Despite having been written prior to the bridge’s construction, Walt Whitman’s “Crossing Brooklyn Ferry” can be considered a prophecy of its arrival. The setting of Whitman’s famous poem is the East River via the Fulton Ferry Landing, the eventual location of the bridge’s anchorage, and its subject is the physical and metaphysical crossing. In 1878 when Whitman saw the nearly complete bridge he had foreshadowed 22 years earlier, he called the visit “the best, most effective medicine [his] soul [had] yet partaken.”
Before Beat poet Jack Kerouac went on the road, he penned the poem “Brooklyn Bridge Blues” in 1956. Featuring Kerouac’s signature tempo, the collection of “choruses” chronicles the author’s struggle to reconcile the bridge’s loftiness with the ugly world beneath it. Fans of the Beat era’s angst will appreciate Kerouac’s take on an often-exalted subject.
When Hart Crane’s book-length volume of poems The Bridge was first published in 1930, it was considered controversial. A nod to Crane’s muse, the work is characterized by its long length and modern style, traits which are perfectly encapsulated in the book’s opening poem, “To Brooklyn Bridge.” In this piece, Crane celebrates modernity by using the bridge’s towers to symbolize spiritual ascendancy.
In Vladimir Mayakovsky’s raving ode to the bridge, the Russian writer compares his Brooklyn Bridge passage to that of a “crazed believer [entering] a church.” Mayakovsky touches on the various emotions elicited by the bridge, including pride and humility, before asserting its longevity. However, it’s when he’s at his most succinct that Mayakovsky best captures the bridge’s awesomeness, stating simply: “Brooklyn Bridge—yes . . . That’s quite a thing!”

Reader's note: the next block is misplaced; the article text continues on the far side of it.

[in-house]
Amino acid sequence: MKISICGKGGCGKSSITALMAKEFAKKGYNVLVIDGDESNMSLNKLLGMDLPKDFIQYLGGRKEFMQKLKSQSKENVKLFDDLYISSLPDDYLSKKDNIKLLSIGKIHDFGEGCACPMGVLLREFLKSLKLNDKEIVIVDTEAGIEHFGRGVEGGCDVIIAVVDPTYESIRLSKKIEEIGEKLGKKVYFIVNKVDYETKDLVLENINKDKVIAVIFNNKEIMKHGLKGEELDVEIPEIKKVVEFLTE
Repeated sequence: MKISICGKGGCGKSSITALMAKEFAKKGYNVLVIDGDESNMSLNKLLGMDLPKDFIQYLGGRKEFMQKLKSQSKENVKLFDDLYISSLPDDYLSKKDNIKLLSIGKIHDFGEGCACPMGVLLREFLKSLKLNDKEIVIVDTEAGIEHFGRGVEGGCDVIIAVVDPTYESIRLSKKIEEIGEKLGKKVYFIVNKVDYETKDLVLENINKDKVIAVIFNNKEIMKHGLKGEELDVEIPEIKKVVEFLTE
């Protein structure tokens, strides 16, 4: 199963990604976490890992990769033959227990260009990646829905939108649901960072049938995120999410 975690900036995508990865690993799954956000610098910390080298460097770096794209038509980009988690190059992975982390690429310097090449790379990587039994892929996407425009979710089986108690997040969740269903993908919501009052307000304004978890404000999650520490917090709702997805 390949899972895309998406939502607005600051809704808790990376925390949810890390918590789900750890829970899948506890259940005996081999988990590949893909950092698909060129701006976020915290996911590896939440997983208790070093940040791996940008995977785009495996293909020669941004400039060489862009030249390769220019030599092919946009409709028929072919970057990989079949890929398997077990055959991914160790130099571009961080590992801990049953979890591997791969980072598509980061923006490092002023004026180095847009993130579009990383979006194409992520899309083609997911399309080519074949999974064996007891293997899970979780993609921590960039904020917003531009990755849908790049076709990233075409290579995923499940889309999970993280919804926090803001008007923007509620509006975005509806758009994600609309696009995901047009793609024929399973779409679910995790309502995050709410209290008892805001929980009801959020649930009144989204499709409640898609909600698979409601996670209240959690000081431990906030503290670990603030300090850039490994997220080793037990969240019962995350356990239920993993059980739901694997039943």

Throughout her career, Pulitzer Prize-winning poet Marianne Moore drew inspiration from the Brooklyn Bridge. In “Granite and Steel,” Moore adopts a romantic view of the landmark, describing it as a “romantic passageway” and “double rainbow.” Her ode is the first included here to consider the bridge as a piece of art which was “first seen by the eye of the mind, / then by the eye.”
Exercise your body and mind at this annual literary event. On June 11, 2018, join Poets House and contemporary poets for the 23rd Poetry Walk Across the Brooklyn Bridge, a sunset stroll under John Roebling’s iconic arches featuring readings of Brooklyn Bridge-themed poems by Walt Whitman, Marianne Moore, and others.
Brooklyn Bridge Park’s Books Beneath the Bridge gathers literary enthusiasts together for readings, discussions, signings, and more, all in the shadow of one of literature’s most famous muses. Since 2012, more than 5,000 book lovers have come to hear authors, including Patti Smith and Colton Whitehead, read their words while representing some of Brooklyn’s best independent bookstores.